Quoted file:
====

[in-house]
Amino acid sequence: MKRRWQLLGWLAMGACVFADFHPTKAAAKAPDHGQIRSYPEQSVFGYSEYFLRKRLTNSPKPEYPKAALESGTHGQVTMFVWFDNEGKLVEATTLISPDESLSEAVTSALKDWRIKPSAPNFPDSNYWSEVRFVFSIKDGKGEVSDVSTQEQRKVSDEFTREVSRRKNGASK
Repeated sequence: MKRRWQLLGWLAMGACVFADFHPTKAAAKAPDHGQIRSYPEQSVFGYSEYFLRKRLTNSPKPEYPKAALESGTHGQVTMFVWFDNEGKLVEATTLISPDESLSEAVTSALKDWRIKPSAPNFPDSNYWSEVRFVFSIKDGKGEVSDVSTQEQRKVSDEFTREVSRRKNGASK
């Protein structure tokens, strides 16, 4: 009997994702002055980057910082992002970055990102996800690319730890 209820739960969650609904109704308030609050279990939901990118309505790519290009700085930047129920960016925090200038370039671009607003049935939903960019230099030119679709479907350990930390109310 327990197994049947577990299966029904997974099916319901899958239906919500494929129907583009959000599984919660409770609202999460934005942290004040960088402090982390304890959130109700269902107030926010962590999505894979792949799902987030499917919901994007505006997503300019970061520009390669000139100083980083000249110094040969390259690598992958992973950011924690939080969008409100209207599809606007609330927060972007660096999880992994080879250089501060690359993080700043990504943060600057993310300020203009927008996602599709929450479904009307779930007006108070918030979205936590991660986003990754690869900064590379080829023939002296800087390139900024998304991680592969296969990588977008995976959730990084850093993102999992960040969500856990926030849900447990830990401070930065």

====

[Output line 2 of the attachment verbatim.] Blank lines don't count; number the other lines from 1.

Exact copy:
Amino acid sequence: MKRRWQLLGWLAMGACVFADFHPTKAAAKAPDHGQIRSYPEQSVFGYSEYFLRKRLTNSPKPEYPKAALESGTHGQVTMFVWFDNEGKLVEATTLISPDESLSEAVTSALKDWRIKPSAPNFPDSNYWSEVRFVFSIKDGKGEVSDVSTQEQRKVSDEFTREVSRRKNGASK